Art & Entertainment | Book Reviews | Education | Entertainment Video | Health | Lifestyle | Sport | Sport Video | Search

 


I, Monster

I, MONSTER
Created and performed by Kyah Dove

Man, Monster, Machine. Contemporary dancer and performance artist Kyah Dove traverses the landscape of being human in this graphically intense and highly physical body of work.

From the 19th-22nd of March Bats Theatre will become a distorted reality saturated with shopping trolleys, TV screens, wigs, mannequins and masks, not to mention a level of dance and spoken word that is of an exceptional calibre.

Dove’s solo work I, Monster was first performed in Melbourne during April 2013. It has since mutated to new levels of embodiment after Dove, who is a graduate of the New Zealand School of Dance, spent three months undergoing a choreographic internship in Berlin, Germany.

“I view my art as a means of passage through which activism, healing and transformation manifest within my life” Says Dove.

She is seeking performance at its most pure; it’s ecstatic core. Her intention is to birth and craft all material from the most raw, honest and self-exposing state possible. I, Monster constantly asks the question; ‘who is the artist and who is the con artist’- who is truthful and who is disguising.

This performance is not a finished product and never intends to be. “Where creativity is concerned there is no ending, no result; no conclusion”.

I, Monster is a revelation. It asks the audience to bear witness as the Monster explores and examines the process of being human in its poignant beauty, its horror, its vulnerability.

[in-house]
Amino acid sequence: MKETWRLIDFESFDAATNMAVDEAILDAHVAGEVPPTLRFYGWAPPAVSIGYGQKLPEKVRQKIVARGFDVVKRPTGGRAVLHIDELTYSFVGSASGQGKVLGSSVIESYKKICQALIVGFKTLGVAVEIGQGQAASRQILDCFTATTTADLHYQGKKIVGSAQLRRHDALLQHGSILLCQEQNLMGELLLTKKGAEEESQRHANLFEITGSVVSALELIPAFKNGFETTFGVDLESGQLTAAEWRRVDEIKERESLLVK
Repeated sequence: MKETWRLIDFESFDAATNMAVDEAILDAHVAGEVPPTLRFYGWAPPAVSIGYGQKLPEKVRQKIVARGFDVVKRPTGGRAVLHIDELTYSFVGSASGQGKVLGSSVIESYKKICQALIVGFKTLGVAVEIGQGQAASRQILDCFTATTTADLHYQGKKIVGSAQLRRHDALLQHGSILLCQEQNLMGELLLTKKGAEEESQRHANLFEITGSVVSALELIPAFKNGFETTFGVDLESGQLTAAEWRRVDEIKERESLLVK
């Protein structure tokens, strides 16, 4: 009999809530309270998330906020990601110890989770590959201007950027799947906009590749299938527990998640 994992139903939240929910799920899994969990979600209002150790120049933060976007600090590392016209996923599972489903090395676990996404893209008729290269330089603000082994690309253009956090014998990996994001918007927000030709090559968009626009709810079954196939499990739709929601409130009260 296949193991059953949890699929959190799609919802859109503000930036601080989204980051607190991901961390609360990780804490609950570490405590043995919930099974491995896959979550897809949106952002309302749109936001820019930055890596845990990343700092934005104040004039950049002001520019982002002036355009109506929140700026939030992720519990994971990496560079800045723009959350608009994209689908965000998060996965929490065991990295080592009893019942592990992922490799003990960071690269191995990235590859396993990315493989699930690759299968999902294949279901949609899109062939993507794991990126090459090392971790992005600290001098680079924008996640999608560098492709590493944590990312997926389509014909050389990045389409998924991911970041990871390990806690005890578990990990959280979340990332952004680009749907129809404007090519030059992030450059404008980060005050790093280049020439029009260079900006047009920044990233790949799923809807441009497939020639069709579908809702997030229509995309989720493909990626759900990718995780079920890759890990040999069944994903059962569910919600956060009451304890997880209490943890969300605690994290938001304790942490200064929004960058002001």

Explicit, intimate and deeply personal this show is not to be missed!


© Scoop Media

 
 
 
 
 
Culture Headlines | Health Headlines | Education Headlines

 
Sheep: Shearing Record Smashed In Hawke’s Bay

Three shearers gathered from around New Zealand have smashed a World record by 264 sheep despite the heat, the pumiced sheep of inland Hawke’s Bay and a year’s wool weighing an average of over 3.5kg a sheep. More>>

ALSO:

Carrie Fisher: Hollywood In-Breeding & The Velocity Of Being - Binoy Kampmark

There was always going to be a good deal of thick drama around Carrie Fisher, by her own confession, a product of Hollywood in-breeding. Her parents, Debbie Reynolds and the crooner Eddie Fisher, provided ample material for the gossip columns in a marriage breakup after Eddie sped away with Elizabeth Taylor. More>>

  • Image: Tracey Nearmy / EPA
  • Gordon Campbell: On The Best Albums Of 2016

    OK, I’m not even going to try and rationalise this surrender to a ‘best of’ listicle. Still…maybe there is an argument for making some semblance of narrative order out of a year that brought us Trump, Brexit and the deaths of Prince, David Bowie, Leonard Cohen and Alan Vega, who I missed just as much as the Big Three. So without further ado….oh, but first a word from the sponsor More>>

    Emojis: World’s First Māori Emoji App Launched

    It’s here - the world’s first Māori emoji app Emotiki has landed just in time for summer roadtrips and santa stockings, with 200 Māori and Kiwi cultural icons for people to share their kiwiana moments with each other and the world. More>>

    ALSO:

    Howard Davis: Album Of The Year - Van Morrison's 'Keep Me Singing'

    2016 was a grand year for Van The Man - The Belfast Cowboy turned 71, received a knighthood, and reissued an expanded set of soul-fired live recordings from 1973 ('It's Too Late to Stop Now'). In the game for 53 years now, Morrison's albums consistently open new windows into the heart and soul of one of the most enigmatic figures in modern music. More>>

    Review: The NZSO Performs Handel's Messiah

    Max Rashbrooke: Saturday night's performance took the piece back to something like the way it would have originally been performed when premiered in 1742, with an orchestra of 20-30 players and only a few more singers. More>>

    Culture: Rare Hundertwasser Conservation Posters Found After 40 Years

    When Jan and Arnold Heine put a roll of conservation posters into storage in 1974 they had no idea that 42 years later they would be collectors items. More>>

    Get More From Scoop

     
     

    LATEST HEADLINES

     
     
     
     
    Culture
    Search Scoop  
     
     
    Powered by Vodafone
    NZ independent news